I’m a comic book nerd.
I’ve been one since I first peeled open the cover of an issue of Fantastic Four when I was five years old way back during the Ford administration. And this sadly misunderstood God Bless American art form has imprinted itself on me like a baby chick and has influenced the entirety of my career path (I’m a multi-hyphenate copywriter-graphic designer-broadcast producer-all around creative guy).
And I make no secret of my pushing-40 comic nerditude, a fact which led deadCENTER ladies Kim & Cacky to invite me to help create a comic book page to explain the elements of the film festival to the potentially unaware masses.
A “deadCENTER 101” if you will.
Since I’m the writer and have less of the burden of work to fulfill, I happily agreed, and brought in one of my creative collaborators, OKC artist Robert Wilson IV, to illustrate it.
I belong to what I like to call a “Lazy Book Club.” It started as an actual, legitimate, mostly lady-centric Book Club where they talked about the book they’d read but mostly eat fancy foods and drink fancy wine. So the husbands started crashing the Book Club. Then nobody was actually getting around to reading the books but would show up to eat and drink (now including fancy beers) and talk about things they’d heard on NPR. It was glorious.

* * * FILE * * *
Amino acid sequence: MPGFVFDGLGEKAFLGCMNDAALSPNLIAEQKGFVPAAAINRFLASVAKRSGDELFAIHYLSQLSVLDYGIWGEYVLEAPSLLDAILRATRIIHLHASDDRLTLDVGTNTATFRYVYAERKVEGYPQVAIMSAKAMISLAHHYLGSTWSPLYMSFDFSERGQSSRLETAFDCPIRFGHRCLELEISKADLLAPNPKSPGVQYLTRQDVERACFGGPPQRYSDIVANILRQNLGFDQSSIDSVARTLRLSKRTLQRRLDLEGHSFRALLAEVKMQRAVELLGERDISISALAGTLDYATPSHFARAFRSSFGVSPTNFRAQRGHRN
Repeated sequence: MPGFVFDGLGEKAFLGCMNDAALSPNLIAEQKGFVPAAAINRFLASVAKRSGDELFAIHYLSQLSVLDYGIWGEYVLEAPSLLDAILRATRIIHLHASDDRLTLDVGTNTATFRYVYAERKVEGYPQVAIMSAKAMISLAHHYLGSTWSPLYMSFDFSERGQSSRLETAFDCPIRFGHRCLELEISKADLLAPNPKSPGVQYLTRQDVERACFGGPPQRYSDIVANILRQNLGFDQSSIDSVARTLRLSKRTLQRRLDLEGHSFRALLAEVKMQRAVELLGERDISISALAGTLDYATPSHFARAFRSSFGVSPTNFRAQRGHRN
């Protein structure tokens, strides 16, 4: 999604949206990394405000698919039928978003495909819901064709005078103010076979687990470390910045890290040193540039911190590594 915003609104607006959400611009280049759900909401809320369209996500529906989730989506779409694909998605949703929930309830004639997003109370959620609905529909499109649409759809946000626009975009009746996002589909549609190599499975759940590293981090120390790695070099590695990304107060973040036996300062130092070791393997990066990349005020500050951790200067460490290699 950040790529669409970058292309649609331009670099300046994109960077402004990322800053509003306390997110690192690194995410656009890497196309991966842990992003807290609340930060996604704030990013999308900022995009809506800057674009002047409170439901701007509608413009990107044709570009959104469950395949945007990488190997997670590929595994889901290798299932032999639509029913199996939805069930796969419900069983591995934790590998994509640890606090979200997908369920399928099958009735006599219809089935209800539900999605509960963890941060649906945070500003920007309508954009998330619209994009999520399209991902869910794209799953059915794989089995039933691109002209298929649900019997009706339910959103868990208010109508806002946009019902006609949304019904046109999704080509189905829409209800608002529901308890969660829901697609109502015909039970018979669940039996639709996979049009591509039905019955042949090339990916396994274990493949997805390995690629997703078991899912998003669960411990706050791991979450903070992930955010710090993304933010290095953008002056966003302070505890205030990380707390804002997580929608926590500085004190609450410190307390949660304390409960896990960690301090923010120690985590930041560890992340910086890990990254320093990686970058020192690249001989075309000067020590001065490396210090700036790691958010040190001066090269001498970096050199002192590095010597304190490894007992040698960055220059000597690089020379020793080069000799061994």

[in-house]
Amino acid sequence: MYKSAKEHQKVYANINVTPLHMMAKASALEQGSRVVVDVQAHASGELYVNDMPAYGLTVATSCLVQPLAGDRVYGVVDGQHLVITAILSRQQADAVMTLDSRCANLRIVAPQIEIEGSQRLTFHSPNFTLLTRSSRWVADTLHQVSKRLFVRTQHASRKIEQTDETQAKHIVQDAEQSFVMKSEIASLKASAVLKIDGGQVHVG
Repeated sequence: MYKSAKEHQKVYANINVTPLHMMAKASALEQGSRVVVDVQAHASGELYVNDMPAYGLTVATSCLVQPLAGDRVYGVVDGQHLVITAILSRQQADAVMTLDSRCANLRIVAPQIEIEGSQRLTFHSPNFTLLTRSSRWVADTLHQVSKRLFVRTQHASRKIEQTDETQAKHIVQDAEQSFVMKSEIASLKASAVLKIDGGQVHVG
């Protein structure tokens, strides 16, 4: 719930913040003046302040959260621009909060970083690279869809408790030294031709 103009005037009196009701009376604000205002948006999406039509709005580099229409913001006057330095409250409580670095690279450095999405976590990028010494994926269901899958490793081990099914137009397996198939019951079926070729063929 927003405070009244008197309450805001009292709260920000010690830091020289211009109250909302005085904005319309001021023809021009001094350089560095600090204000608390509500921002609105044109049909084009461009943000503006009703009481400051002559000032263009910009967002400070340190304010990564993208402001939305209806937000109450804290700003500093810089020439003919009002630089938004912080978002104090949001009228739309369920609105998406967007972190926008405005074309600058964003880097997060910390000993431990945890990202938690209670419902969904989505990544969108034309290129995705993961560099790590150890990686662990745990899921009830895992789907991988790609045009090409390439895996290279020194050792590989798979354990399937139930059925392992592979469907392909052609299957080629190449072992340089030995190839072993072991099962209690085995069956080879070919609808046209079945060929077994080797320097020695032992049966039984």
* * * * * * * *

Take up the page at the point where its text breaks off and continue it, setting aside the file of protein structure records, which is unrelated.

Then we dropped the book requirement altogether and started talking about movies instead. Most now call it “Movie Club,” but I like to hold onto the smidgeon of intellectual cachet that comes with being a member of a “Book Club.”
Last fall as I was fulfilling my role as The Most Ironic Adjunct Professor Ever at Oklahoma Christian University,* I gave the students in my Print Media Design class a project to promote awareness of deadCENTER. The first step was to gauge their awareness of the film festival. Maybe two of the students had heard of it.
“Does it show, like, midnight zombie movies and stuff?”
“Maybe, but that’s not the focus of it or anything.”
“It sounds like a zombie movie festival.”
So I used last year’s Best Narrative Feature, Weather Girl, as an example of how “independent film” has a lot more to do with the process than the content.